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The beasts without and within

An undated handout photo of Nicolas Huet’s study of a giraffe, Zarafa, at the Morgan Library & Museum. (The New York Times)

An undated handout photo of Nicolas Huet’s study of a giraffe, Zarafa, at the Morgan Library & Museum. (The New York Times)

When Odysseus, disguised as a beggar, returned home after 20 years of war and wandering, his aged dog, Argos, knew him instantly.
“Infested with ticks, half dead with neglect” and lacking the strength even to drag himself toward his master, Argos thumped his tail, nuzzled low and dropped his ears in grateful recognition. Then the “dark shadow of death closed down on Argos’ eyes.”
That is one of the encounters evoked at an enchanting exhibition at the Morgan Library & Museum that opened Friday. It was also one of the examples that an assistant curator at the Morgan, Clara Drummond, said inspired her to comb through the Morgan’s collection for other moments of recognition and interaction between animals and humans.
The show she created, “In the Company of Animals: Art, Literature, and Music at the Morgan,” is so literate and gracious that you don’t immediately realize just how startling its objects are and how haunting its theme is. And its range really is as wide as the Morgan’s collection, examining how artists, writers and composers “used animals to think and create.”
Here are drawings by Rubens and Delacroix; a watercolor of the famous 19th-century giraffe, Zarafa (who walked 550 miles, from Marseille to Paris); a Peanuts cartoon strip by Charles M. Schulz; a 19th-century children’s board game; a Mesopotamian cylindrical seal from the fourth millennium B.C.; scores by Haydn and Debussy; and a 15th-century image of the zodiac. And although the exhibition is roughly divided into categories – animals as muses, symbols, companions, talking creatures and moral teachers – notice is served from the start by a quote from Jorge Luis Borges: There is “no classification of the Universe that is not arbitrary and full of conjectures.” So, here too, all categories, we are assured, are “fluid.”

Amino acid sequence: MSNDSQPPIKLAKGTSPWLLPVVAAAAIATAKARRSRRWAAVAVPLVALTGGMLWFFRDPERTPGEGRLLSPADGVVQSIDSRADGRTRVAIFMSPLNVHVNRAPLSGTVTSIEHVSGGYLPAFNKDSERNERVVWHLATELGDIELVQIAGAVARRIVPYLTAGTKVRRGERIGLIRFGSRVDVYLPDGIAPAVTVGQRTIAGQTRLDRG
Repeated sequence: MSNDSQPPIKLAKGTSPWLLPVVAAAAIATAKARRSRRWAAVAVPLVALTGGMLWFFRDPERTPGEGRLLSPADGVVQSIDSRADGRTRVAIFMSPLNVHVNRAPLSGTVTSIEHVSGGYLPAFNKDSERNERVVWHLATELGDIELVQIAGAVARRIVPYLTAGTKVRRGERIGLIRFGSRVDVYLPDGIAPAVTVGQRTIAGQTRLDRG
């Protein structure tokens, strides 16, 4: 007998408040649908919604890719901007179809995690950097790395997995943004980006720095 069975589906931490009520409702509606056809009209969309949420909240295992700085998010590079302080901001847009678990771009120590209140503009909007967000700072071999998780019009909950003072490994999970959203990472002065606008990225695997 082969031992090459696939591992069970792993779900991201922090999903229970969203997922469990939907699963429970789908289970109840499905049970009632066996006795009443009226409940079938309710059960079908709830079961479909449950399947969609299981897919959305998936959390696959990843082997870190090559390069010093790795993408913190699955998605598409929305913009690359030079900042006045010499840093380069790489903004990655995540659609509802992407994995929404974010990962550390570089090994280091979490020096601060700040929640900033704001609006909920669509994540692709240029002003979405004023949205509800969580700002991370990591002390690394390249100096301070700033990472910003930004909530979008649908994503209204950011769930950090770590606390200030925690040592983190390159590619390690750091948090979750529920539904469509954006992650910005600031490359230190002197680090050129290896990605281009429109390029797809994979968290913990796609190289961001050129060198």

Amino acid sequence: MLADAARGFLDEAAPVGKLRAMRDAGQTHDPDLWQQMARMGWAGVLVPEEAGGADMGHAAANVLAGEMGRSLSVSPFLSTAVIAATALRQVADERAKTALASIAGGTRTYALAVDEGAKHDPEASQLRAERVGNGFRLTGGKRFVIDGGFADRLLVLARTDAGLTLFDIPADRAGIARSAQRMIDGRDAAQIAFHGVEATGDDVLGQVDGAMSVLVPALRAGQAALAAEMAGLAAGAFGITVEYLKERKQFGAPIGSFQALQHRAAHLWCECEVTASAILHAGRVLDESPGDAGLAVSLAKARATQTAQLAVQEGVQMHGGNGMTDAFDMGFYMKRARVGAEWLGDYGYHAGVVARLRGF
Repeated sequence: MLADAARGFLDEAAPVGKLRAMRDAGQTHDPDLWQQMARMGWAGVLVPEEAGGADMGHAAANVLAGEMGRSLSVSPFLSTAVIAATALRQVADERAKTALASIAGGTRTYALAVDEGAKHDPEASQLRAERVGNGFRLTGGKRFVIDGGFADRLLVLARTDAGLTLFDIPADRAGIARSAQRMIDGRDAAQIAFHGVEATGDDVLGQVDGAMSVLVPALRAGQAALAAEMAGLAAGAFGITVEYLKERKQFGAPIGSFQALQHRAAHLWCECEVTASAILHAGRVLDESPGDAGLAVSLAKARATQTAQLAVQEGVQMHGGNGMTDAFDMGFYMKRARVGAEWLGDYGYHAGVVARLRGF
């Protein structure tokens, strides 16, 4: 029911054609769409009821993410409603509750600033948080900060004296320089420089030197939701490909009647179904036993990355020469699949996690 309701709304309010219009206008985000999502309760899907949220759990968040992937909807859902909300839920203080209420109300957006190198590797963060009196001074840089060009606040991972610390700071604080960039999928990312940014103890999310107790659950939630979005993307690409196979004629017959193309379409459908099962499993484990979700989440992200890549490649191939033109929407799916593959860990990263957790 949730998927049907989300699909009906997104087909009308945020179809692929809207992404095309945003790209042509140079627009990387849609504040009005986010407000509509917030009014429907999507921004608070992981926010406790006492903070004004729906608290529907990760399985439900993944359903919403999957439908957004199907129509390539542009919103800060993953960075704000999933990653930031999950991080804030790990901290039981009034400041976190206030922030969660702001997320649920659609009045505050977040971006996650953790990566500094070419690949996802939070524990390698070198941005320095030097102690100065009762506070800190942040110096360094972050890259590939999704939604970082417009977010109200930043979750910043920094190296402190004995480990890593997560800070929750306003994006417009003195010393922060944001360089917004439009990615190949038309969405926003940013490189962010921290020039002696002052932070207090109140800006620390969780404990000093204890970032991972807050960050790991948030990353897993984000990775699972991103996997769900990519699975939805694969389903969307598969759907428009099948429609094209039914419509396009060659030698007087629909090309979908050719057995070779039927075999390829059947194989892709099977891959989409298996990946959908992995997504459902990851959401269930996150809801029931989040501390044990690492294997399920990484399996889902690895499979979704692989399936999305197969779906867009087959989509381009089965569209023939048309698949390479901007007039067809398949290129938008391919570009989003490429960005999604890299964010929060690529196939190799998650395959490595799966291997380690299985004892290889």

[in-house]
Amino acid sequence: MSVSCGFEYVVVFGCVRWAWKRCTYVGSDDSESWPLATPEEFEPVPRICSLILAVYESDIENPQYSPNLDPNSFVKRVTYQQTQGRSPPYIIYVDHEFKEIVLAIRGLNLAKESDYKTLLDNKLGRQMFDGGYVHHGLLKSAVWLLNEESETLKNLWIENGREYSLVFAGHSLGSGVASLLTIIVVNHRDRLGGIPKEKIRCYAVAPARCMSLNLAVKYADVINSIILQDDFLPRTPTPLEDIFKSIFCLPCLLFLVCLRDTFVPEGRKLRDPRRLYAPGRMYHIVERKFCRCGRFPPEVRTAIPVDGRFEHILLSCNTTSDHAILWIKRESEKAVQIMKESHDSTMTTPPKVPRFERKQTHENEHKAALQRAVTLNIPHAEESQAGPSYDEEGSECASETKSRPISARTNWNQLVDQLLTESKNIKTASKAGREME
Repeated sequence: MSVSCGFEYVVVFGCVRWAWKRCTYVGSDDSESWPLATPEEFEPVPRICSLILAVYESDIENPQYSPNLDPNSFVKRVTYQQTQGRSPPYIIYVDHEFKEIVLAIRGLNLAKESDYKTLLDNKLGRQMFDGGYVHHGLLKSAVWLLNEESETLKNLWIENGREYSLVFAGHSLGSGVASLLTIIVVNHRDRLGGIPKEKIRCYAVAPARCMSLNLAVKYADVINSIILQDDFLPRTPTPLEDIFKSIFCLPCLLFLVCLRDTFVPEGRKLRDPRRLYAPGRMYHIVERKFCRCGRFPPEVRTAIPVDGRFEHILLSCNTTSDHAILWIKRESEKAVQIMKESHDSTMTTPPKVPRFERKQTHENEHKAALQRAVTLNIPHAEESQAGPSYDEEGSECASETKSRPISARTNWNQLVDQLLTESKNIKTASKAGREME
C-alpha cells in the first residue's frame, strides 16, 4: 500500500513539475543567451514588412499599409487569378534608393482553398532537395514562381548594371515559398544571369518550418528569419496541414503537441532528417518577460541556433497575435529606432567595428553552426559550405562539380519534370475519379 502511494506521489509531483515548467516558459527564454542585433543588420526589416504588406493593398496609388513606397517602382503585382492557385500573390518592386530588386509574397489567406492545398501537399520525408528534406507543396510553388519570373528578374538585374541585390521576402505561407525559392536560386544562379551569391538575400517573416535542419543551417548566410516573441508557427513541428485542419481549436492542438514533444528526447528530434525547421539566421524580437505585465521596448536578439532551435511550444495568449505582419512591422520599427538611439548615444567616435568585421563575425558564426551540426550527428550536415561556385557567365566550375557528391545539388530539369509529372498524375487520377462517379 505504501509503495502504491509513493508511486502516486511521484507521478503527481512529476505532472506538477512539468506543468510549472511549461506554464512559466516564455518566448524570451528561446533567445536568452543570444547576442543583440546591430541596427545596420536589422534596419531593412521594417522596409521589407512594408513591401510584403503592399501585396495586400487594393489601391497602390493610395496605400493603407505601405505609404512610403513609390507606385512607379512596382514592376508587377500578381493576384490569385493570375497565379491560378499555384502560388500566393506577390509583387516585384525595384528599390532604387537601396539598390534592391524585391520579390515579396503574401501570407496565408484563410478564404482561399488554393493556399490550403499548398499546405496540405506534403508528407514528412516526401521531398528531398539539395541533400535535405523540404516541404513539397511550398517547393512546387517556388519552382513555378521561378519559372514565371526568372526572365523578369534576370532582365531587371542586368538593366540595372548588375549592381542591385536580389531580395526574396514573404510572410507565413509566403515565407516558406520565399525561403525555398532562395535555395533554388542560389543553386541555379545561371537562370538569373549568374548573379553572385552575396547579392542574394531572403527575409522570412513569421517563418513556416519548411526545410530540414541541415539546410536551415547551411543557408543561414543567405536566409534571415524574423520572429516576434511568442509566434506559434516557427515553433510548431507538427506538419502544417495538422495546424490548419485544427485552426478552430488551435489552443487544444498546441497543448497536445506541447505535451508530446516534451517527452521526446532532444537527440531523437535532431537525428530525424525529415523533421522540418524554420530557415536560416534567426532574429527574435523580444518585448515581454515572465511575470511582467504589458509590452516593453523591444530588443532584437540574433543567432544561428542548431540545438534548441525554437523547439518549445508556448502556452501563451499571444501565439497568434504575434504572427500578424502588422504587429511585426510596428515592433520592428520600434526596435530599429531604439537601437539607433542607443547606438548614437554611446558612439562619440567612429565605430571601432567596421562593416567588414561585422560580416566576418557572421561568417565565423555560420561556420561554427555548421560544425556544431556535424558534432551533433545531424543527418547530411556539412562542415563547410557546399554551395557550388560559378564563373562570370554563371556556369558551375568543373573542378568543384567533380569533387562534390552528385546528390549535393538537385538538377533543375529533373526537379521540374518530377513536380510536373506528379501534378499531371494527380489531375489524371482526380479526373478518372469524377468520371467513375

That particularly applies to the human and the animal. We cannot help seeing one as a reflection of the other. A female elephant named Hansken that had been taken to Amsterdam in 1637 was probably the one sketched here by Rembrandt, whose black chalk image rippled folds of flesh over the exotic creature. But the alert expression of the elephant’s eyes, as if startled by some sudden thought, could also have come from one of Rembrandt’s portraits; the elephant has glints of the human about her. Hansken, we read, may have even had some experience in impersonation: She was trained to dance in circles, fence with a sword and put on a hat and take it off.
Another kind of human sentiment – tender, melancholic, vulnerable – can be found in the eyes of a young rabbit in one of John James Audubon’s studies here. On the drawing’s verso, we are told, Audubon wrote that he created the work “during one of the days of deepest sorrow I have felt in my life.” That morning, his daughter-in-law Eliza had died.